Carrie Anne Philbin, Director of Educator Support at
Raspberry Pi Foundation, joined CAS in 2011 and has been actively involved ever
since. She is a board member and runs a
working group called CAS Include, which looks at how to broaden
diversity and inclusion within the classroom. Wendy MacLeod, CAS Community Outreach Team reports.
It’s not always easy
being a woman in what has traditionally been a man’s world and Carrie Anne
Philbin has faced her share of challenges.
One of these was on her You Tube channel where she had to deal with
people making personal comments about her rather than remarks about the
transistors she was talking about. But such instances have never dimmed her
passion for computer science.
Carrie Anne’s interest in technology started at
a young age and she was inspired by her father.
As a plumbing and heating engineer, her father took a hands-on approach
to everything and this encouraged Carrie Anne to begin exploring things around
her. One of her earliest memories was
the day her dad brought home a Commodore 64, an 8-bit home computer. Curious to discover what this piece of kit
was capable of, she set about tinkering with it and was delighted when she
realised that typing text onto the screen enabled a train to move.
As a student, Carrie Anne’s enthusiasm for
technology grew. Despite choosing to
study History and Politics at Essex University, she spent most of her time in
Computer Science lectures and labs. She also spent a lot of her leisure time tinkering
with devices and gaming. It was at this
point in her life, that she began to realise that her passion was computing and
there were careers she could pursue in this exciting field.
After graduating, Carrie
Anne worked as an IT administrator at a local school. Moving from class to class enabled her to
observe many different activities and because of her knowledge she was
regularly asked to assist in lessons.
She soon realised how much she enjoyed teaching and decided to retrain
as a teacher.
Once qualified, Carrie Anne
spent the next six years teaching IT up to A Level standard. Joining a team that was entirely male was
tough at the time, but she believes that this is one of the reasons she was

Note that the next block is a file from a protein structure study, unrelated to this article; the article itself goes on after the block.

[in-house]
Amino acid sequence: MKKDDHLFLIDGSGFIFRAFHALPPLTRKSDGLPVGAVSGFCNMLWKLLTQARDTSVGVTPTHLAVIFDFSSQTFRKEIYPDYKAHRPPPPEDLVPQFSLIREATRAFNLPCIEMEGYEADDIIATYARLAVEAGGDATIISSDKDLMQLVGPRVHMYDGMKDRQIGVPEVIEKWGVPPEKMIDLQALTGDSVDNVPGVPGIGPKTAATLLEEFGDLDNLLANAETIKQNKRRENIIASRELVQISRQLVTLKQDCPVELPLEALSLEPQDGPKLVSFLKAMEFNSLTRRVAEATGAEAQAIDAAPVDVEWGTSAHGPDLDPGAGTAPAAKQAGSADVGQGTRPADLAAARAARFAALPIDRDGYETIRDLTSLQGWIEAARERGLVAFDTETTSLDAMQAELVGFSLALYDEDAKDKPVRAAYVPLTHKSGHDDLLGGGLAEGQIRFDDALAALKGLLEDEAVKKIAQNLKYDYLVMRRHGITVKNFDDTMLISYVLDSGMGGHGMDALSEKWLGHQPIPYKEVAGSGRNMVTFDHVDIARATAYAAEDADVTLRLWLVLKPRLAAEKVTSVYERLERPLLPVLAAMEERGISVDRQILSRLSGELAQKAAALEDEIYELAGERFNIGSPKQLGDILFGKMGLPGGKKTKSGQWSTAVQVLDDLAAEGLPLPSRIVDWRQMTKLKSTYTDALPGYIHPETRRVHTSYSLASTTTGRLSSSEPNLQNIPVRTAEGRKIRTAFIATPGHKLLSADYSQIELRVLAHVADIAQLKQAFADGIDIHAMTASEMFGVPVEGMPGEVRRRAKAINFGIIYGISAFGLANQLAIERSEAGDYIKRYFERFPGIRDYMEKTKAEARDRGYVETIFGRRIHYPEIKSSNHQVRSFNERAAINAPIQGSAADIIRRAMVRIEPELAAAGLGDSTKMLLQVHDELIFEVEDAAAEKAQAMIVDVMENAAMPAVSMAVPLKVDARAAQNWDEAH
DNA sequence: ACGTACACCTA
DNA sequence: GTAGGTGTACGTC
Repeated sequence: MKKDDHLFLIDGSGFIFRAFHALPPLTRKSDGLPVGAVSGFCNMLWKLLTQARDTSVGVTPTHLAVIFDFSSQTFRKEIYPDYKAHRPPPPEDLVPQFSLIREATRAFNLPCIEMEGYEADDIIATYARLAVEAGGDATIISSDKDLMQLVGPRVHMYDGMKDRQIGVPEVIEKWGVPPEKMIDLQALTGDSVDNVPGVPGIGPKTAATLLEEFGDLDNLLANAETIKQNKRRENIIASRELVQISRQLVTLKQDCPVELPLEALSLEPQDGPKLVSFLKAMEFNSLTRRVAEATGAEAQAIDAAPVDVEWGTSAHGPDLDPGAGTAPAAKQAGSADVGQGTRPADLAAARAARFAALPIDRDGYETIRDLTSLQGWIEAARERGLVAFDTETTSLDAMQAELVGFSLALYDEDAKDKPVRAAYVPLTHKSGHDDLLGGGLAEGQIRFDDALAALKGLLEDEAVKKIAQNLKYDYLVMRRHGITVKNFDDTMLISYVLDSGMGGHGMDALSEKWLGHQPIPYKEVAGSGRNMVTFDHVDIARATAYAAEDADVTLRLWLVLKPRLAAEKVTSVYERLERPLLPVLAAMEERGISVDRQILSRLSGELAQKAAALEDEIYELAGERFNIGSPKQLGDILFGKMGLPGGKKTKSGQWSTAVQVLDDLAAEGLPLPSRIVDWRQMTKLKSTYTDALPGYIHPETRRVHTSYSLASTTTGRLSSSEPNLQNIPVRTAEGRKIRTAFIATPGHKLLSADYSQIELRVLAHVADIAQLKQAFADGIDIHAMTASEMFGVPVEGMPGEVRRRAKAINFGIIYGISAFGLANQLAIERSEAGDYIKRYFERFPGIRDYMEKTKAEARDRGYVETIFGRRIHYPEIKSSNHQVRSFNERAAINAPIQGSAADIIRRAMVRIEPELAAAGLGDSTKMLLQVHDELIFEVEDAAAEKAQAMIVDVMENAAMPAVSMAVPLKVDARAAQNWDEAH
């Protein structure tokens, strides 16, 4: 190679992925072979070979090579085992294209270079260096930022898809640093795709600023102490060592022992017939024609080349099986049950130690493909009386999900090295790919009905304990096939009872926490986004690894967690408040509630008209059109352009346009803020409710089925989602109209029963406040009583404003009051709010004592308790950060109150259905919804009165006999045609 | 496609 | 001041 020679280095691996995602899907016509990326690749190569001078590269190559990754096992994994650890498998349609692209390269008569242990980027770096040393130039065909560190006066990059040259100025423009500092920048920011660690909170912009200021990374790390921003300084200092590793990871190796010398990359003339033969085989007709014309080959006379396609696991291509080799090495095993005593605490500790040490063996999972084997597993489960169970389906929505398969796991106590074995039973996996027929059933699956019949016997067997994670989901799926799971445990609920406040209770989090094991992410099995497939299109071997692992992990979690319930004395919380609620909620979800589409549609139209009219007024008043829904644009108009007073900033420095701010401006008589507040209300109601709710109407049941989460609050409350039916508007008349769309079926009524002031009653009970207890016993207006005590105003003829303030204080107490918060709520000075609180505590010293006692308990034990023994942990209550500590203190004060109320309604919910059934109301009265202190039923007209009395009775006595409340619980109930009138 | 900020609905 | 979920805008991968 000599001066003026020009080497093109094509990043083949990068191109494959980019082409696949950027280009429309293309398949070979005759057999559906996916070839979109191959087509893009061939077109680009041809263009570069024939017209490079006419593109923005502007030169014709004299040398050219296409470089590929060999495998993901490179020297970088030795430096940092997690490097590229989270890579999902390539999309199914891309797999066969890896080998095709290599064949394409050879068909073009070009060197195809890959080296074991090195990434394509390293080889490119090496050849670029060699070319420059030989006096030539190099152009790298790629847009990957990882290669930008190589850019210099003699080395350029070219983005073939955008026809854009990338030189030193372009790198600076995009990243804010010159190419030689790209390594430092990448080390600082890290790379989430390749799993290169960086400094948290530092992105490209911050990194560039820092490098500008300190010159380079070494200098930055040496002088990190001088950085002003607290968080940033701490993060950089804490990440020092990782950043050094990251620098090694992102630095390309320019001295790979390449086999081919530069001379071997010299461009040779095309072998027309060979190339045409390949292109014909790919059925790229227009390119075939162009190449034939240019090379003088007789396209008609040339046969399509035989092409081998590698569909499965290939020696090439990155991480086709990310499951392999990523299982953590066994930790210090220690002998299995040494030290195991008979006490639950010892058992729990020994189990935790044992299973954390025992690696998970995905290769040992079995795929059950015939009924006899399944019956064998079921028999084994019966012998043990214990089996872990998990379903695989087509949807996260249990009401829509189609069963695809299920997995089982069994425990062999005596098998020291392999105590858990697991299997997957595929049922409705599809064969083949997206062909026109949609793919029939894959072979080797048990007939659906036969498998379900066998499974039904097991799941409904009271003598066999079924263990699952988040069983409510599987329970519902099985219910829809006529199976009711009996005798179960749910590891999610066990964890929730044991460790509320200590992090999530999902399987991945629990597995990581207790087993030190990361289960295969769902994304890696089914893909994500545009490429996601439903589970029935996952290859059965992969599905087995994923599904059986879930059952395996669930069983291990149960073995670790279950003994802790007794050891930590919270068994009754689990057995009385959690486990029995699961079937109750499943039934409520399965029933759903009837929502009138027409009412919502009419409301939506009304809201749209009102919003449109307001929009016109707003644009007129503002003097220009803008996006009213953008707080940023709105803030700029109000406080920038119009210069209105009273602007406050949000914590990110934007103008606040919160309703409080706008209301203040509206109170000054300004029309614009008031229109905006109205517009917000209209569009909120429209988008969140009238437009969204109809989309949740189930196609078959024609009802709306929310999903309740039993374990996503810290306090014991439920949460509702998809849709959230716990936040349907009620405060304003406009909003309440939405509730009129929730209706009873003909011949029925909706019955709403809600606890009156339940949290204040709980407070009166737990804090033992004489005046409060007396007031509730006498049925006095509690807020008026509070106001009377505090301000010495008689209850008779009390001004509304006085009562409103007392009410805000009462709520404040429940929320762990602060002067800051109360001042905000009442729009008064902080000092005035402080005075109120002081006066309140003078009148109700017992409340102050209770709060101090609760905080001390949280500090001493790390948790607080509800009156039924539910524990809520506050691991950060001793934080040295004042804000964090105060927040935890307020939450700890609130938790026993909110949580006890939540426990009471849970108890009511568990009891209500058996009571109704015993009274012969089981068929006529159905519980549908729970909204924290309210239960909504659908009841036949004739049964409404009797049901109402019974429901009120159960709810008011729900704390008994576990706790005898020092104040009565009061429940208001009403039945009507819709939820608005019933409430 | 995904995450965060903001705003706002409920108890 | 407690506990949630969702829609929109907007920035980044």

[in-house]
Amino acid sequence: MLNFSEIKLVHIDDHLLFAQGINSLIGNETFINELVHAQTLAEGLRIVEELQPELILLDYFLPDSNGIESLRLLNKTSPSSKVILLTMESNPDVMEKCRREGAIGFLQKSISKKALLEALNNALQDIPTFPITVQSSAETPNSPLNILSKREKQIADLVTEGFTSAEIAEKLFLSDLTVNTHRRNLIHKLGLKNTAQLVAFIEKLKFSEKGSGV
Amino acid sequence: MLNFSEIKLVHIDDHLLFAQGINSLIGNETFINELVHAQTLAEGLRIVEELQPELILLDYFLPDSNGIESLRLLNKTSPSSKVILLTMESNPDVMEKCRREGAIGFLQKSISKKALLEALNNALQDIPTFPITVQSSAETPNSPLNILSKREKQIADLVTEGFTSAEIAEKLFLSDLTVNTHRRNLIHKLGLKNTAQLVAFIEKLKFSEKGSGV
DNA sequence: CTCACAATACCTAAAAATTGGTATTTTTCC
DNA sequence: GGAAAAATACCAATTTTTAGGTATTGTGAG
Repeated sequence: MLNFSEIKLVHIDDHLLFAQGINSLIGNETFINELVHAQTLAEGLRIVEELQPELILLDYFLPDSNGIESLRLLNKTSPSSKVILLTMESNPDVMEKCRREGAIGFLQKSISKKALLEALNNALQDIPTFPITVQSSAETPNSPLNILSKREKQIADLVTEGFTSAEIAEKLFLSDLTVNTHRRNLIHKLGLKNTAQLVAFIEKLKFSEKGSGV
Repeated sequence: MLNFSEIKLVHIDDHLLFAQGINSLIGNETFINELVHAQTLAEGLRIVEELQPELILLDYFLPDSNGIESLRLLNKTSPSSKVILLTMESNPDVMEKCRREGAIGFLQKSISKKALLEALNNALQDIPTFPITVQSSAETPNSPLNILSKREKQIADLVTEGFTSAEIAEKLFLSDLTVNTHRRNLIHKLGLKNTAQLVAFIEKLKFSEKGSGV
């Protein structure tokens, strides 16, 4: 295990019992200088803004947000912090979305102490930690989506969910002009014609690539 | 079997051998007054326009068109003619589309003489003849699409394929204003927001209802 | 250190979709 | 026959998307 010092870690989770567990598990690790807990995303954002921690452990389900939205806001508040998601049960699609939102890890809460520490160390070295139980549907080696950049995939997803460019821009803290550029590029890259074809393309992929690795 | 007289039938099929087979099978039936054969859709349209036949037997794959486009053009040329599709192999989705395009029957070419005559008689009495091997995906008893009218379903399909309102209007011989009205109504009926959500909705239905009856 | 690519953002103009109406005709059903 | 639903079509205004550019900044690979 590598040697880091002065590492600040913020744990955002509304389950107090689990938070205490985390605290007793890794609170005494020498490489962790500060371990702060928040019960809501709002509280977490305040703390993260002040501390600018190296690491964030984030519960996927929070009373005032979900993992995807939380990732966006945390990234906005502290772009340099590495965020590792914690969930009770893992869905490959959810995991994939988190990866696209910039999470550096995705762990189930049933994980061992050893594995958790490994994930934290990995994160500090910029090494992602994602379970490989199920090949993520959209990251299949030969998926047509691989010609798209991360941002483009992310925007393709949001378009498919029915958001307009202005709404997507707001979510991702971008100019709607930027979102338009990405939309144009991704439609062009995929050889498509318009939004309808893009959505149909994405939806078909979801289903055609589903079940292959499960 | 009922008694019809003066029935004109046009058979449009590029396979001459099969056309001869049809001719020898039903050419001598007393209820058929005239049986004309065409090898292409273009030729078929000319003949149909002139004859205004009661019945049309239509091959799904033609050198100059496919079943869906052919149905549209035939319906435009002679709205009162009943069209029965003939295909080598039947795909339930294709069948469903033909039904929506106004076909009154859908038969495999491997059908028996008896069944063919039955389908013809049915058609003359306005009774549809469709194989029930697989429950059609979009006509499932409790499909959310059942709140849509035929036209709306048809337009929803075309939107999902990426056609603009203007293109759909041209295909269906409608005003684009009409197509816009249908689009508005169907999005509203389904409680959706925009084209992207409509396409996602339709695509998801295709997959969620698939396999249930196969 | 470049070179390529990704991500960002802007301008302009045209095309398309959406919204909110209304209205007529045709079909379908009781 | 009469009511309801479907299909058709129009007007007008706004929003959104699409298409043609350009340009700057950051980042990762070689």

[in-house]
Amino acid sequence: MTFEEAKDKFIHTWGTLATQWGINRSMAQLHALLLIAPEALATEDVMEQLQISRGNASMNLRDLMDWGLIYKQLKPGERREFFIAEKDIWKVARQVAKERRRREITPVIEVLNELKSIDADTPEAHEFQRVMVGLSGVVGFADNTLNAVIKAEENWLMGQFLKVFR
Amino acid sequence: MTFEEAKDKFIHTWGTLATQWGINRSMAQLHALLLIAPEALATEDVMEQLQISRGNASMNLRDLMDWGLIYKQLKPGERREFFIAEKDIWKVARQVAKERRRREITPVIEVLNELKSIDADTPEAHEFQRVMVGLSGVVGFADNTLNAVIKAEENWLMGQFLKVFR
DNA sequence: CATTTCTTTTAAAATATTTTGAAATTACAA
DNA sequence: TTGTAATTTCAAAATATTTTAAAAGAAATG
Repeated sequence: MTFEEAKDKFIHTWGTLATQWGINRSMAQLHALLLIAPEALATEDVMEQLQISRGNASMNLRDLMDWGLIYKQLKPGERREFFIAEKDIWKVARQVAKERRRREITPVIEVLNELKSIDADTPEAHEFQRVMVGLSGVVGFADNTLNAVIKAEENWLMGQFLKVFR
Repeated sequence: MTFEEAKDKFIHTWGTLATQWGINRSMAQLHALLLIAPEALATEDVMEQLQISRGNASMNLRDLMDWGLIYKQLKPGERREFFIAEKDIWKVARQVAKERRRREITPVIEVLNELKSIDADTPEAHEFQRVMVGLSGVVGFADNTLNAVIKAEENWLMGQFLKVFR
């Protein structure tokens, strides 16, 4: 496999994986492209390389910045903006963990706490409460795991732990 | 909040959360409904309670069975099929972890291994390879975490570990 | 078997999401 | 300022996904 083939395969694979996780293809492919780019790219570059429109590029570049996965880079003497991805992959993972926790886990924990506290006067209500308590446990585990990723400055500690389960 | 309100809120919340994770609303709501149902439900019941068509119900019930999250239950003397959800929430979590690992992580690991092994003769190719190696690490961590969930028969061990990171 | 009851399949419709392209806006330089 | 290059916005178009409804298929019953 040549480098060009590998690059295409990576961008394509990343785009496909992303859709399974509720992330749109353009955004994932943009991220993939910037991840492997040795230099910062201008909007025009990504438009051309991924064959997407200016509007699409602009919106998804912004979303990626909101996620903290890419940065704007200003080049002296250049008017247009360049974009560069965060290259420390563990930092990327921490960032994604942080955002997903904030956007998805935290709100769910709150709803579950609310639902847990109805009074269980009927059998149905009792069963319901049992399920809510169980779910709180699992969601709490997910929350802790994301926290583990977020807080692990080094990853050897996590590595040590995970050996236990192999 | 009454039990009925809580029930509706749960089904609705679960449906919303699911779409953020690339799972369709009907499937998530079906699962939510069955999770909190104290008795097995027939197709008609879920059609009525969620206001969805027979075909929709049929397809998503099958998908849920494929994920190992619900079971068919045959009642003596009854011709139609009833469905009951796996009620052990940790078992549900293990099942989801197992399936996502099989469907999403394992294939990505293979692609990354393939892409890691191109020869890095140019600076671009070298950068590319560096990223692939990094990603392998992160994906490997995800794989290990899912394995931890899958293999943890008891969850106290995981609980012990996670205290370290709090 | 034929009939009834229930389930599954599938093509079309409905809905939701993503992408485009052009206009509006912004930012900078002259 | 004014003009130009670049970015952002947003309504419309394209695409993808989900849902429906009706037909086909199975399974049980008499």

offered the role She was insightful and looked for every opportunity to
introduce new initiatives like Google Drive and virtual environments, into the
In 2013, Carrie Anne
became involved with the Sonic Pi project through her connections with Dr Sam
Aaron at the University of Cambridge.
This was a project which involved using a Raspberry Pi to code music. Her involvement with this project was
instrumental in her joining Raspberry Pi Foundation on a full-time basis and
she now has the role of Director of Educator support.
She is currently working on a variety of
projects, including creating the resource repository for the National Centre
for Computing Education, containing everything needed to teach Computing from
KS1 – 4. This is eagerly anticipated by
teachers and is due to be completed in July 2020. She is also involved in Picademy, a free face-to-face professional development programme that supports educators
throughout their digital making and computing journey and Hello World
Magazine, a partnership between CAS and Raspberry Pi Foundation.
Carrie Anne is truly inspirational, and her
enthusiasm is infectious. She finishes the interview by telling me about her
desire to share how incredible her subject is. Despite facing challenges, Carrie
Anne is not afraid to step outside her comfort zone or try something new and
she encourages all those around her to do the same.